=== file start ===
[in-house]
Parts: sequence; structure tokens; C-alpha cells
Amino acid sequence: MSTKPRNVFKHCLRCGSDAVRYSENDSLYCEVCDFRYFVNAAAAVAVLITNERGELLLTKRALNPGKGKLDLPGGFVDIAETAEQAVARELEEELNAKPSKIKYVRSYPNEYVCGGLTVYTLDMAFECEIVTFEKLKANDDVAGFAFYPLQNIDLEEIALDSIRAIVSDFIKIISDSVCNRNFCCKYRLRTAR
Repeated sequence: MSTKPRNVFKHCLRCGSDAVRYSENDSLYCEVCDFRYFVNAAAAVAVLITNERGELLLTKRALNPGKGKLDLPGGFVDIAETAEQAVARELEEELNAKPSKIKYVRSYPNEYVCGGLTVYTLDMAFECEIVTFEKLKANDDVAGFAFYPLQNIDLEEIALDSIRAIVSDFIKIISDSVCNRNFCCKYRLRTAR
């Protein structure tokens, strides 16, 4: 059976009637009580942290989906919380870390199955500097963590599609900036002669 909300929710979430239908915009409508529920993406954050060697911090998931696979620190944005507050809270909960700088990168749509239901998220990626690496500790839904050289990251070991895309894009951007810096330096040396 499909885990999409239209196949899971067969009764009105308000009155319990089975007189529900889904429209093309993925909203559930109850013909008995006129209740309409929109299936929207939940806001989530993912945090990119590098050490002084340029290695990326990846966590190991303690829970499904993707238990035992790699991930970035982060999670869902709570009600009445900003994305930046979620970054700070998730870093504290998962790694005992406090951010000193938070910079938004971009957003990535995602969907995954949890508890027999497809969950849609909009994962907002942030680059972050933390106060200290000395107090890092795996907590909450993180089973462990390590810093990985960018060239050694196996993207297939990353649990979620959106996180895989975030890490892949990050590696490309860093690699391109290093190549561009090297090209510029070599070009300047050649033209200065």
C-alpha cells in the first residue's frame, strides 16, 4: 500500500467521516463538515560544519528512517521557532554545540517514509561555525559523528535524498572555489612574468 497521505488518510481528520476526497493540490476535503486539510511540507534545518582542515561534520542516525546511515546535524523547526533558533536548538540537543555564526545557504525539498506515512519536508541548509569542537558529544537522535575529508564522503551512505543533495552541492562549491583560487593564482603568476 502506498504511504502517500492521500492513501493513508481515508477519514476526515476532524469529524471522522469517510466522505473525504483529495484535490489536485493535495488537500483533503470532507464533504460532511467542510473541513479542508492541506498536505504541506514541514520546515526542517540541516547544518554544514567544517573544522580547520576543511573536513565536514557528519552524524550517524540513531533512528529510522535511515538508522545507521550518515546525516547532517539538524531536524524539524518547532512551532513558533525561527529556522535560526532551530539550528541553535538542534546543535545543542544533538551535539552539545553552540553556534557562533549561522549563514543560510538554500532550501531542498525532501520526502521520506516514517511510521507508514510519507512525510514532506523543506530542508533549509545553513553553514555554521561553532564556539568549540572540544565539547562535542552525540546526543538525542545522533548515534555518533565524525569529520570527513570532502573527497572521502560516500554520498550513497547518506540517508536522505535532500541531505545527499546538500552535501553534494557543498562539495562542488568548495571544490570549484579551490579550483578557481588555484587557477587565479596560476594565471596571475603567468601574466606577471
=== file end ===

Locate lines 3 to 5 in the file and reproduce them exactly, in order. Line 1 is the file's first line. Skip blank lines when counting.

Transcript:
Amino acid sequence: MSTKPRNVFKHCLRCGSDAVRYSENDSLYCEVCDFRYFVNAAAAVAVLITNERGELLLTKRALNPGKGKLDLPGGFVDIAETAEQAVARELEEELNAKPSKIKYVRSYPNEYVCGGLTVYTLDMAFECEIVTFEKLKANDDVAGFAFYPLQNIDLEEIALDSIRAIVSDFIKIISDSVCNRNFCCKYRLRTAR
Repeated sequence: MSTKPRNVFKHCLRCGSDAVRYSENDSLYCEVCDFRYFVNAAAAVAVLITNERGELLLTKRALNPGKGKLDLPGGFVDIAETAEQAVARELEEELNAKPSKIKYVRSYPNEYVCGGLTVYTLDMAFECEIVTFEKLKANDDVAGFAFYPLQNIDLEEIALDSIRAIVSDFIKIISDSVCNRNFCCKYRLRTAR
């Protein structure tokens, strides 16, 4: 059976009637009580942290989906919380870390199955500097963590599609900036002669 909300929710979430239908915009409508529920993406954050060697911090998931696979620190944005507050809270909960700088990168749509239901998220990626690496500790839904050289990251070991895309894009951007810096330096040396 499909885990999409239209196949899971067969009764009105308000009155319990089975007189529900889904429209093309993925909203559930109850013909008995006129209740309409929109299936929207939940806001989530993912945090990119590098050490002084340029290695990326990846966590190991303690829970499904993707238990035992790699991930970035982060999670869902709570009600009445900003994305930046979620970054700070998730870093504290998962790694005992406090951010000193938070910079938004971009957003990535995602969907995954949890508890027999497809969950849609909009994962907002942030680059972050933390106060200290000395107090890092795996907590909450993180089973462990390590810093990985960018060239050694196996993207297939990353649990979620959106996180895989975030890490892949990050590696490309860093690699391109290093190549561009090297090209510029070599070009300047050649033209200065």